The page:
Love and Terror

Atlantic Monthly, Author, Alan Jolis, Author
Atlantic Monthly, Author, Alan Jolis, Author Atlantic Monthly Press $24 (256p) ISBN 978-0-87113-715-9
Reviewed on: 06/29/1998
Release date: 07/01/1998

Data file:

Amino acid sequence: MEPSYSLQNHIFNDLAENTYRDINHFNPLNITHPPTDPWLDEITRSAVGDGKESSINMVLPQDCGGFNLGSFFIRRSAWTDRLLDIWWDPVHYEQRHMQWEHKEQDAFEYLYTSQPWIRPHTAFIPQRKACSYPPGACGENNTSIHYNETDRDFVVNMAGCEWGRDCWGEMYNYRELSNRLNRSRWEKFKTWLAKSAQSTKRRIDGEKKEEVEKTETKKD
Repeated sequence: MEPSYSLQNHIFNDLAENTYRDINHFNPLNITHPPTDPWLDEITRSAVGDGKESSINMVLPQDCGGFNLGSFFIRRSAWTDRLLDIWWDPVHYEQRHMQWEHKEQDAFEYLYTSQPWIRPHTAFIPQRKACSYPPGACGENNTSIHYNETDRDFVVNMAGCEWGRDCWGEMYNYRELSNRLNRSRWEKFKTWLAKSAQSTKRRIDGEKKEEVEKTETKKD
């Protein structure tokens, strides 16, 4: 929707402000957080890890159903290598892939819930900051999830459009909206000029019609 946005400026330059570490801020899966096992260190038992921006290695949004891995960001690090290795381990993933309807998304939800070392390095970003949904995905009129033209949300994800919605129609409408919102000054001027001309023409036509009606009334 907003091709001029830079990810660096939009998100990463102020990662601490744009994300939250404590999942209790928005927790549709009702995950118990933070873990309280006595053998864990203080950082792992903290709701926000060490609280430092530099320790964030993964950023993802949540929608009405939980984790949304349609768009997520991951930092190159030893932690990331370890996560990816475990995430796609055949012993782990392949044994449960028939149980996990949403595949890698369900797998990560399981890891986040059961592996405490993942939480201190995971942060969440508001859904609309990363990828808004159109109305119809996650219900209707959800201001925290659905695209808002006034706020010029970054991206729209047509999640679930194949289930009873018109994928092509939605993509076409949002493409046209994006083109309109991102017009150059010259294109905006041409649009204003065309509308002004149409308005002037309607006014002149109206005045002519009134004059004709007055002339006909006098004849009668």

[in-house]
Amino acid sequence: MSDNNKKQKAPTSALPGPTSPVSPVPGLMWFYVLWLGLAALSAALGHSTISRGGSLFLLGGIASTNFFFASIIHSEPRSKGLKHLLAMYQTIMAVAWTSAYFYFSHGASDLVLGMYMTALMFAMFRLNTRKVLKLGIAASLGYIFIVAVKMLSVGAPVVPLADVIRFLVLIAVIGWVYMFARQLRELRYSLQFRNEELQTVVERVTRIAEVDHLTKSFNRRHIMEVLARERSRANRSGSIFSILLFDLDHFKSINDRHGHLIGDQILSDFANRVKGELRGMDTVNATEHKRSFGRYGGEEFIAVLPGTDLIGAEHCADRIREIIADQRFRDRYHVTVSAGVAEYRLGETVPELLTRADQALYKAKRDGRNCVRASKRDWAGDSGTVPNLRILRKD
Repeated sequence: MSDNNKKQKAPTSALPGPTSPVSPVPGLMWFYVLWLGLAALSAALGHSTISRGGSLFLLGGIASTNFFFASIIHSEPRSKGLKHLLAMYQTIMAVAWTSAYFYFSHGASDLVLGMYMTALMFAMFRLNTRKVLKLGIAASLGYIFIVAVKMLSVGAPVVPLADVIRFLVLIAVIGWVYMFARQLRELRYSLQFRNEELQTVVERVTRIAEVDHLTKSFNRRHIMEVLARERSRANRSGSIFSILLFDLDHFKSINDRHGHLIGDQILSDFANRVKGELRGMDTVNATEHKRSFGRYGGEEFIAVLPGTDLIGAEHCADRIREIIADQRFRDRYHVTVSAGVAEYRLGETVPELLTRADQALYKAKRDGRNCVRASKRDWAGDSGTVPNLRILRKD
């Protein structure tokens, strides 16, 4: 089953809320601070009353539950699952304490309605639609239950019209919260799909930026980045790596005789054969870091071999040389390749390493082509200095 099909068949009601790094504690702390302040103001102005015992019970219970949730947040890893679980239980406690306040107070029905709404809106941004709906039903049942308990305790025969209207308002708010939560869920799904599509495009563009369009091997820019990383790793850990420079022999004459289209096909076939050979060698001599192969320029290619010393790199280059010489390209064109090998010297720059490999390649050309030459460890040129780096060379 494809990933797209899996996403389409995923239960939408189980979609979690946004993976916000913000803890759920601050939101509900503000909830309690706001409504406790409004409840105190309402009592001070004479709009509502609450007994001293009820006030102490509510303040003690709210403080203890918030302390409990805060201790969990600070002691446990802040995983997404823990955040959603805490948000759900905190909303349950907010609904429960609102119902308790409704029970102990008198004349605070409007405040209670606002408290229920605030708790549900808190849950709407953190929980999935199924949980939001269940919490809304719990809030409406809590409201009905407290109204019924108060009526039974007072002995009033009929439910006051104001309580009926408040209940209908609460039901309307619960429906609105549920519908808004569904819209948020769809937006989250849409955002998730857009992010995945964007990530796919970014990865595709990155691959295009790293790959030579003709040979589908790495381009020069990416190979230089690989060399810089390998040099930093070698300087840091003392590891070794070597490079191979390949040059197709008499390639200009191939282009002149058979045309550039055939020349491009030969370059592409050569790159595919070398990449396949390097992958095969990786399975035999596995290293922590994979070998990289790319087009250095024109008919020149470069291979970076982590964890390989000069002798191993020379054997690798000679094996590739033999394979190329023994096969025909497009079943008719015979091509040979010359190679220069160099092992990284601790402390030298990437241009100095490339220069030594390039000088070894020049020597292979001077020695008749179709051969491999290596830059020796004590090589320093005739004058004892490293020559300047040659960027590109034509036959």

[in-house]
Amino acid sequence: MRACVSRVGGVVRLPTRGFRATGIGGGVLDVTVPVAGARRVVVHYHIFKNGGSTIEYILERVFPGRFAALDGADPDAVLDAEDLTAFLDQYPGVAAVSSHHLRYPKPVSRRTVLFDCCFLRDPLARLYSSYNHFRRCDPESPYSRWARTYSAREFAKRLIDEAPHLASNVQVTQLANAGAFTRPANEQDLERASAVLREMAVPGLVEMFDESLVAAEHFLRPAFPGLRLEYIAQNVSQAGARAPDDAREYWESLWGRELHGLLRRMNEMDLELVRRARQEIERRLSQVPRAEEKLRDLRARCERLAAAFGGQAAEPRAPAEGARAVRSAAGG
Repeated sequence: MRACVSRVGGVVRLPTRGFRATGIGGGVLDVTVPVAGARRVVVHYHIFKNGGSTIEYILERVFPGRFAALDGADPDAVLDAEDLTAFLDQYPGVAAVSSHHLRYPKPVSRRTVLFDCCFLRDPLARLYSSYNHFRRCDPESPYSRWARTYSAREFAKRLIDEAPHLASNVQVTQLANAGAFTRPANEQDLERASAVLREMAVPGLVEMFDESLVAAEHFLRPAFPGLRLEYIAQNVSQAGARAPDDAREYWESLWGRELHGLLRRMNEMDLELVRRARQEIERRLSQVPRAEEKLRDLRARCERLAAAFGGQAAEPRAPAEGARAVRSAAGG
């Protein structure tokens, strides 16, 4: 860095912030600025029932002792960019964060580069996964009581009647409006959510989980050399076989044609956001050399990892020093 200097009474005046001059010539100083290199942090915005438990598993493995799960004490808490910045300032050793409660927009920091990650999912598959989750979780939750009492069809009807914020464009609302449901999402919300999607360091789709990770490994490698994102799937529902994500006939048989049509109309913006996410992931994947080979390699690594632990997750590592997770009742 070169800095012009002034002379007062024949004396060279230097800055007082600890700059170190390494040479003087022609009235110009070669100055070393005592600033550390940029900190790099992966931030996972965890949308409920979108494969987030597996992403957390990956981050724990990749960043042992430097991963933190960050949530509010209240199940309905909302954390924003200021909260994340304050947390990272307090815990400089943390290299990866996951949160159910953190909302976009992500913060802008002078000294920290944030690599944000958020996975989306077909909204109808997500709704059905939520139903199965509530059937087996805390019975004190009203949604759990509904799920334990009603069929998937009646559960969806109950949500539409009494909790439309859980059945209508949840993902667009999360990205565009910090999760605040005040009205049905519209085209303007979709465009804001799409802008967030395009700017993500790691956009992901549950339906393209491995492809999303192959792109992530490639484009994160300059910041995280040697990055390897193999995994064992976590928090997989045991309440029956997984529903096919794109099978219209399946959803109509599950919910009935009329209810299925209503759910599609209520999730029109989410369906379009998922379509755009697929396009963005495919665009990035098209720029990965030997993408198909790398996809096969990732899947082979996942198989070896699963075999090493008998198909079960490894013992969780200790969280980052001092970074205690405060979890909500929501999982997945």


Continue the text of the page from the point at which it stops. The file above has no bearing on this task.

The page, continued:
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The Place de la Concorde, where the guillotine stood during The Terror of 1793, is the central image in this black comedy from Jolis (Speak Sunlight). Known then as Place de la Revolution, the execution site is a barbaric vortex, capturing not only its victims but also the imaginations of the mesmerized victimizers, especially Robespierre's enforcer, Joseph Fouch . Charged with guarding Queen Marie Antoinette before her trial, the priest-turned-revolutionary springs into action when she is whisked away by her lover, the Swedish Count Fersen. Quickly replacing her with a double, her handmaid Nenette (with whom he has unwillingly fallen in love), Fouch plunges into the chaos of revolutionary Paris (at one point, seen through the eyes of the American pamphlet writer Tom Paine) to hunt down the queen and steal her back from Fersen. As the hunt unfolds, the souls of the two opponents--the powerful zealot tortured by feelings of jealous inadequacy and the otherworldly aristocrat blind with love for the queen--are revealed. Written in white-hot heat of remarkable clarity, without quotation marks or other guideposts to distinguish inner and outer worlds, the novel leaves a curious, unfinished effect, rather like a fragment of a larger whole or an inspired first draft. Inspired it is, however: a sophisticated, original account of the erotic dimensions of one of modern history's recurring nightmares. (July)
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